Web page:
Travel: Bernardo Sambra and Jason Heller takes us on an adventure to amazing Galapagos, while Barb Roy guides around Vancouver Island. Drysuits! Dressing up right for fall diving: 13 packed spreads with (almost) everything you ever wanted to know about drysuit diving. And to cater for the after-diving, a Dive Fall Fashion section. There are some very cool watches too. As for side dishes we got plenty of News about people, training issues, Whales & Dolphins, Sharks and Turtles, New Books and oh... Did you know why Water is Blue? Also in the science section: Medicines from the Ocean. Cedric Vedier takes us down on a WW2 Japanese Battleship and as t he eye candy in the end some amazing paintings by Carlos Hiller
Main features in this issue include:
“When I am diving or just snorkelling, all I have in mind is the marine environment, the light travelling to the deepness, my breathing. I only care about the life surrounding me, the exploration, and the colours…”
His images have an extraordinary sense of depth and dimension. Carlos explains, “The ocean makes me feel happy, and my paintings reflect that feeling. It is very simple, like the best things in life. My aim is to capture emotions and to capture the ocean light.”
No! I am not talking about American beer but about ordinary clean water, water that should come out of your tap. From the air, shallow coastal sea-waters above white sands often appear to be blue or green, most of this colouring being due to either reflection from the sky or from organic growths such as chlorophyll containing algae.
This colour arises from very weak absorptions at the yellow-red end of the electromagnetic spectrum. The visible part of this spectrum stretches from the UV region, starting at a wavelength of about 380 nm, to the start of the infra-red region, at about 770 nm.
My dive buddy and I enter the cool clear water and descend down a mooring line to the deck of the 110-meter (366-ft) wreck Saskatchewan. The water is 8°C (47°F). I look up to see the rest of the group silhouetted in a light emerald hue arrive like slow motion skydivers.
Upon the railings and deck resides an outline of white plumose anemones, all varying in height. Small swimming scallops, curious juvenile rockfish, brittle stars, decorator crabs and colourful nudibranchs seem to occupy the rest of the deck structures.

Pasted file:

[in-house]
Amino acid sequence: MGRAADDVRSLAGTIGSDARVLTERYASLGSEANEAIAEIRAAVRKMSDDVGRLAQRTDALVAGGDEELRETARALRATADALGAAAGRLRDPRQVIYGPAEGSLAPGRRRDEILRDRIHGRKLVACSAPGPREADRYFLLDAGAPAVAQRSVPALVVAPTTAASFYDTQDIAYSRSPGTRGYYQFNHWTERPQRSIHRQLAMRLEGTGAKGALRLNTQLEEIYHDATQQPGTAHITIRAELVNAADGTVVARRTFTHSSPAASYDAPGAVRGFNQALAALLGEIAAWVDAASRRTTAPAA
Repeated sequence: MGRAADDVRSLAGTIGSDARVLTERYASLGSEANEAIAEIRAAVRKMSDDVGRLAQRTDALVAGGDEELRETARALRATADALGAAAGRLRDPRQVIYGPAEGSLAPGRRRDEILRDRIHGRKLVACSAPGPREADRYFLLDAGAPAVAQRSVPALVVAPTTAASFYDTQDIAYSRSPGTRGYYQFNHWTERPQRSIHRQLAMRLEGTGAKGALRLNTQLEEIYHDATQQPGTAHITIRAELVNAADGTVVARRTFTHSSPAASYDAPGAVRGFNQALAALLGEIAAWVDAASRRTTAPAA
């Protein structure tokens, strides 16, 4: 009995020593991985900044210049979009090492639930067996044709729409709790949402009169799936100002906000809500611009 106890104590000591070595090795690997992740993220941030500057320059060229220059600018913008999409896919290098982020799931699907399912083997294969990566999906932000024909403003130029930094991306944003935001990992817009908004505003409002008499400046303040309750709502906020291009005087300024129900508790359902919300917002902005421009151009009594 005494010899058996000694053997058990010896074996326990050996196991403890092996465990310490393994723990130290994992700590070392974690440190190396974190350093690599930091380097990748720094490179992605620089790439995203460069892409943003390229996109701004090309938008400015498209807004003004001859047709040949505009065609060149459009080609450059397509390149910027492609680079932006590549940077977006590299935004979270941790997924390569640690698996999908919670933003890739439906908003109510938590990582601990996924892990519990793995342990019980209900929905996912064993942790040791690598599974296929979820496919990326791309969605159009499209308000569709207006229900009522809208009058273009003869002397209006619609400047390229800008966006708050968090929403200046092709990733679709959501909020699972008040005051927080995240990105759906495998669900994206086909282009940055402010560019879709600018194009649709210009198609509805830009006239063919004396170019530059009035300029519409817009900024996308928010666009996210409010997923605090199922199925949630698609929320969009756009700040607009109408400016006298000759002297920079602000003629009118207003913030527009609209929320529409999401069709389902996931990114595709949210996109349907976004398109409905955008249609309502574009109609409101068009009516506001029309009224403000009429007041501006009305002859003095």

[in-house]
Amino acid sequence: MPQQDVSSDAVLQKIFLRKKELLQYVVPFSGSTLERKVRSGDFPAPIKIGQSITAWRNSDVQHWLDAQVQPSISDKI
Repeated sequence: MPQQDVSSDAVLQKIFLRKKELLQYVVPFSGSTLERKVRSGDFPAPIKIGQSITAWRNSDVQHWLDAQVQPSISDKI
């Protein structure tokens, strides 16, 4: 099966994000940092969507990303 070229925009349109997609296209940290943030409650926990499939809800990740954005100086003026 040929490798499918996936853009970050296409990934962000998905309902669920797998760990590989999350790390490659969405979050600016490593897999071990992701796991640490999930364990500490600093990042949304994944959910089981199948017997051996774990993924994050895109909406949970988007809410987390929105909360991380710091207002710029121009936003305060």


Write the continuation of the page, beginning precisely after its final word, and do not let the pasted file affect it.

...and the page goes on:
All the questions about drysuits you always wanted to know the answer to but never dared to ask: Why dive drysuits? Neoprene or membrane type? Purchasing a suit. Zippers and care. Getting the Bouyancy right. Diving the suits. Special training and tips.
Not that I mind diving in wetsuits, which I often have to do whenever I go traveling with a limited luggage allowance, and I gladly admit that diving in wetsuits does tend to give you a more real experience of being in the wet element, whereas a drysuit does tend to isolate you, which, by the way, also has its advantages. Some would even say that this is the very point of using drysuits.
Nowadays, the name Yamashiro could have different meanings depending on where you come from. If you live in Los Angeles, a huge pagoda near Hollywood is the oldest structure in California and hosts a famous restaurant named Yamashiro or “Mountain palace” in Japanese. If you live in Kyoto, Japan, Yamashiro is the name of an area close-by.
October 24th, 1944
Ralph Hagen can remember the actual moment he started cartooning as if it were yesterday. Hagen says that he was about four when he saw a cartoon pencil sketch hanging on his grandfather’s porch drawn by a second cousin of his, who eventually grew up to become a commercial artist. The drawing was a rendering of Alfred E. Neuman of MAD Magazine, exclaiming, “What, me worry? “
The young Hagen would cut open paper grocery bags for drawing paper and draw until there wasn’t an inch of space left. In first grade, Hagen would turn over the handouts and draw before he had done the school work on the other side.
For millennia, mankind has been obtaining nourishment from the oceans, not only from fish and shellfish but also from the various types of plant life. The oceans are also home to some of the most pois